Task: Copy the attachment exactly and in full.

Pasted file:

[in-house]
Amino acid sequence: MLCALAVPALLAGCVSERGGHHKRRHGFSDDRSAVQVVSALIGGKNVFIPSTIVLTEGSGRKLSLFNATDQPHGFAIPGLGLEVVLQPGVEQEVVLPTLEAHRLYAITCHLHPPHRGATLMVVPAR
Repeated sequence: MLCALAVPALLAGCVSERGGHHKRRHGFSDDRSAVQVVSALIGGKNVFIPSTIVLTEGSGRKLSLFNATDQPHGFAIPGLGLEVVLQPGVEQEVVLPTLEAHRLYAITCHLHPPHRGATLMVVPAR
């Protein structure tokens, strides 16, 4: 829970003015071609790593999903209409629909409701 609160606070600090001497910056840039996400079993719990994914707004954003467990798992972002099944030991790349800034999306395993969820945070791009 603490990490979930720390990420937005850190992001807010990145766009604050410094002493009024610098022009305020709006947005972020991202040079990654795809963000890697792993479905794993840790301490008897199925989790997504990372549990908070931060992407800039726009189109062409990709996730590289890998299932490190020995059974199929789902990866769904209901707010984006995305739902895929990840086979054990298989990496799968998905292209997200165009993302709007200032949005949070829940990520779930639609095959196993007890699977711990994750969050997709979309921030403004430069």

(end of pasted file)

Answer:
[in-house]
Amino acid sequence: MLCALAVPALLAGCVSERGGHHKRRHGFSDDRSAVQVVSALIGGKNVFIPSTIVLTEGSGRKLSLFNATDQPHGFAIPGLGLEVVLQPGVEQEVVLPTLEAHRLYAITCHLHPPHRGATLMVVPAR
Repeated sequence: MLCALAVPALLAGCVSERGGHHKRRHGFSDDRSAVQVVSALIGGKNVFIPSTIVLTEGSGRKLSLFNATDQPHGFAIPGLGLEVVLQPGVEQEVVLPTLEAHRLYAITCHLHPPHRGATLMVVPAR
């Protein structure tokens, strides 16, 4: 829970003015071609790593999903209409629909409701 609160606070600090001497910056840039996400079993719990994914707004954003467990798992972002099944030991790349800034999306395993969820945070791009 603490990490979930720390990420937005850190992001807010990145766009604050410094002493009024610098022009305020709006947005972020991202040079990654795809963000890697792993479905794993840790301490008897199925989790997504990372549990908070931060992407800039726009189109062409990709996730590289890998299932490190020995059974199929789902990866769904209901707010984006995305739902895929990840086979054990298989990496799968998905292209997200165009993302709007200032949005949070829940990520779930639609095959196993007890699977711990994750969050997709979309921030403004430069």